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Yamaha Alto Sax. Image from Wikipedia

When he started looking at colleges, his first choice was Georgia Tech in Atlanta. Known for extremely competitive acceptance rates and challenging course work, it was nevertheless where he set his sights on going. Not only did he get accepted, he was accepted “early action” which affirmed his decision to go there in the first place. But it hasn’t been easy, to say the least. At Georgia Tech, sheer tenacity has kept him hanging on through some of the most challenging years of his life. When he mentioned the possibility of transferring to a less rigorous school, my husband and I fully supported his decision to do so. But ultimately, he has stuck it out at Tech and will be a senior in August when the Fall semester begins. Seeing him walk across that stage to receive his diploma will be an absolutely overwhelming moment of emotions for me, representing a culmination of years of overcoming obstacles.

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Photo copyright: The Georgia Institute of Technology

If you are a parent of a child on the spectrum, I’d love to hear from you. We’re definitely all in this together. My best advice is to take each day at a time. Don’t look ahead too far into the future, but celebrate the small successes of today. I’d love to celebrate your child with you and cheer for him or her to reach every single goal.

 

Crossing the Cultural Divide

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For some reason, I’ve been reflecting on the three years my family spent living in Germany lately. Maybe it’s because the world seems so divided these days, or maybe because my kids are grown and I’m nostalgic for the family time we shared back then.

We took advantage of the wonderful opportunity to live overseas and traveled as much as our schedule and bank account allowed. In those travels, we met a great many people. People of different religions, races and cultural practices than us. Our kids played with other kids on playgrounds and swimming pools, even though they couldn’t understand a word of the other’s language. Verbal communication is important–we all know that. But a smile or an act of kindness transcends language barriers and reminds us that we are all sharing this planet together.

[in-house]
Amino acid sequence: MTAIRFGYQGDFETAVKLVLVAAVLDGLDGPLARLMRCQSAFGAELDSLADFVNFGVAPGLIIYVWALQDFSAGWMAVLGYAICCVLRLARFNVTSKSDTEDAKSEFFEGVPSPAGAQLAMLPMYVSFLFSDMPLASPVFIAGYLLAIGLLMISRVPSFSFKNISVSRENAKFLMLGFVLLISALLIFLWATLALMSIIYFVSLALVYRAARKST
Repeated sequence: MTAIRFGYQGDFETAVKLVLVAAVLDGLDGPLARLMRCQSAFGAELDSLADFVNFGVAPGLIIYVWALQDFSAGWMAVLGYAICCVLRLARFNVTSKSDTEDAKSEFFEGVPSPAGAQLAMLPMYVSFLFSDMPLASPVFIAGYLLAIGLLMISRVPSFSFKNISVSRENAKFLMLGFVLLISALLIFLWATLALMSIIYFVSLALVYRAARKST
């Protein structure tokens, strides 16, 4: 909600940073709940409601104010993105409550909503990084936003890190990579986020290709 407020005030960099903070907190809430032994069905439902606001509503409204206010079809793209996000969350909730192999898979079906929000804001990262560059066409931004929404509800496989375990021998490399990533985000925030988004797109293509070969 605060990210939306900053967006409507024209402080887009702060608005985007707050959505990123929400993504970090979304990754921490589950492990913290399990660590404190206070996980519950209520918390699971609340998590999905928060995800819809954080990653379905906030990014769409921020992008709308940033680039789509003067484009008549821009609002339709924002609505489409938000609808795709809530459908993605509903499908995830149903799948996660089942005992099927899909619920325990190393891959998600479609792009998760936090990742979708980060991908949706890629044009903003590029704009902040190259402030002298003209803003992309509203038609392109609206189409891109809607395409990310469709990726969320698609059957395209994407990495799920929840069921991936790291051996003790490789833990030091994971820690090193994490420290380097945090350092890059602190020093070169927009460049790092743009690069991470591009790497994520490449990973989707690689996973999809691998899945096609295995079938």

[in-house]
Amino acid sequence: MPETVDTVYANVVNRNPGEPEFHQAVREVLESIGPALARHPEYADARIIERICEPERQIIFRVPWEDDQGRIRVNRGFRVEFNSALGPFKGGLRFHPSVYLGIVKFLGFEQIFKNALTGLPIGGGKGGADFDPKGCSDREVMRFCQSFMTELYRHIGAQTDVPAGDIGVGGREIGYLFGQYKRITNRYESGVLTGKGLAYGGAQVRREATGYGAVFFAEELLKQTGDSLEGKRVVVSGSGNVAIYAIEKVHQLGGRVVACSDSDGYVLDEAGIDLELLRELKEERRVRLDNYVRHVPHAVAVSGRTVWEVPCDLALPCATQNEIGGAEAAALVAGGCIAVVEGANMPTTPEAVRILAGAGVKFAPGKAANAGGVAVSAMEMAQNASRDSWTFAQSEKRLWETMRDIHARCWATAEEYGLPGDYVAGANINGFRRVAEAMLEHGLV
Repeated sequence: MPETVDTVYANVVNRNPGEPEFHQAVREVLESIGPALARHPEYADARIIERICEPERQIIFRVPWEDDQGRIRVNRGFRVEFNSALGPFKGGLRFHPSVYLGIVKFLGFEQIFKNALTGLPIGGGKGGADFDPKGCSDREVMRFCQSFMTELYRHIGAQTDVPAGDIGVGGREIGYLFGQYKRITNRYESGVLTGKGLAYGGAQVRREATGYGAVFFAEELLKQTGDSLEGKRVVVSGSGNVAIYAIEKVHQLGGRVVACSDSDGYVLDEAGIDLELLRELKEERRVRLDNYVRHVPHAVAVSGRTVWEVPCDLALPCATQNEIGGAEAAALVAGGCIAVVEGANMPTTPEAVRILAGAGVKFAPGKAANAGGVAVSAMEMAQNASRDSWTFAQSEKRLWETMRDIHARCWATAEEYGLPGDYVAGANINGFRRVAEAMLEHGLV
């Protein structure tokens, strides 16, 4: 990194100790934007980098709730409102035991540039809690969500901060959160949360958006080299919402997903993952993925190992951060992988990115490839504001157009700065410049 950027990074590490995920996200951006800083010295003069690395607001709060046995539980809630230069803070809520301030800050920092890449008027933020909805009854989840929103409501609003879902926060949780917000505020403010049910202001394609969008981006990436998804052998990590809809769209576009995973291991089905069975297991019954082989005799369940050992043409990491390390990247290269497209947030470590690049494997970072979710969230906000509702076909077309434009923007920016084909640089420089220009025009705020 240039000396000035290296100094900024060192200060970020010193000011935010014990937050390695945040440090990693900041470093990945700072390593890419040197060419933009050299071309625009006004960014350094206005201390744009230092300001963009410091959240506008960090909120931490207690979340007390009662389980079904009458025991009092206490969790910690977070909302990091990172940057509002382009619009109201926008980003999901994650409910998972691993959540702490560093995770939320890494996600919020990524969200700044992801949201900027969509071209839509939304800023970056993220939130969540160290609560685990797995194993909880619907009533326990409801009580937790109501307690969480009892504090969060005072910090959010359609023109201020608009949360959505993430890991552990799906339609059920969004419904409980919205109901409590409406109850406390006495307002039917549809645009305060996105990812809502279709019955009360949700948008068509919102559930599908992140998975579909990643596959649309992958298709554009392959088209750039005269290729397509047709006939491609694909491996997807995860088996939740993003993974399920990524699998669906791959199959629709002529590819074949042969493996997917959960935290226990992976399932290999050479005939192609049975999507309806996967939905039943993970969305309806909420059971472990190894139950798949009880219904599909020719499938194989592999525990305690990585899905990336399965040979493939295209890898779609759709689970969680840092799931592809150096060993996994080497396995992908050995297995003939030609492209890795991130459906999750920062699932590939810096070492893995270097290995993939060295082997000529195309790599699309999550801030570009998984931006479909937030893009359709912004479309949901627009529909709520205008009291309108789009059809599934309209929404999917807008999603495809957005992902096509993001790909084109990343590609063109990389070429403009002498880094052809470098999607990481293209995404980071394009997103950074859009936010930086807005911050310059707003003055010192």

The older I get, the more I seek out friendships with people who come from different backgrounds than I do. It makes my life fuller and helps me view the world in a broader sense–and not merely from my own narrow cultural lens. It’s reflected in my writing as well. As I envision characters for my stories, they are much more diverse than they were a few years ago when I started writing.

I hope you have a change to share a smile with someone today, even if that someone speaks a different language. Like the proverb says, “All people smile in the same language.”

A Tiny Superhero with a Huge Heart

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Baby Groot from Guardians of the Galaxy 2 (Marvel) takes down a much bigger bad guy! Copyright Walt Disney Motion Picture Studios.

I have always loved characters that surprise me. Especially if that character is a child that no one expects to do great things. This character is found in all of my favorite books by Roald Dahl–unloved, orphaned, tiny, impoverished–whatever the reason, the world at large has low expectations for the character. And then, our scrappy little kid goes on to prove the world was completely mistaken and we learn that he/she is truly amazing.

In my recently completed picture book manuscript, my main character is certainly not the kid anyone would expect to be a superhero and save his school from a robber. But that is exactly what he does. My character was born with a disability that required him to have a special tube placed in his neck to help him breathe. But don’t count him out just yet. He’s packing a hidden punch.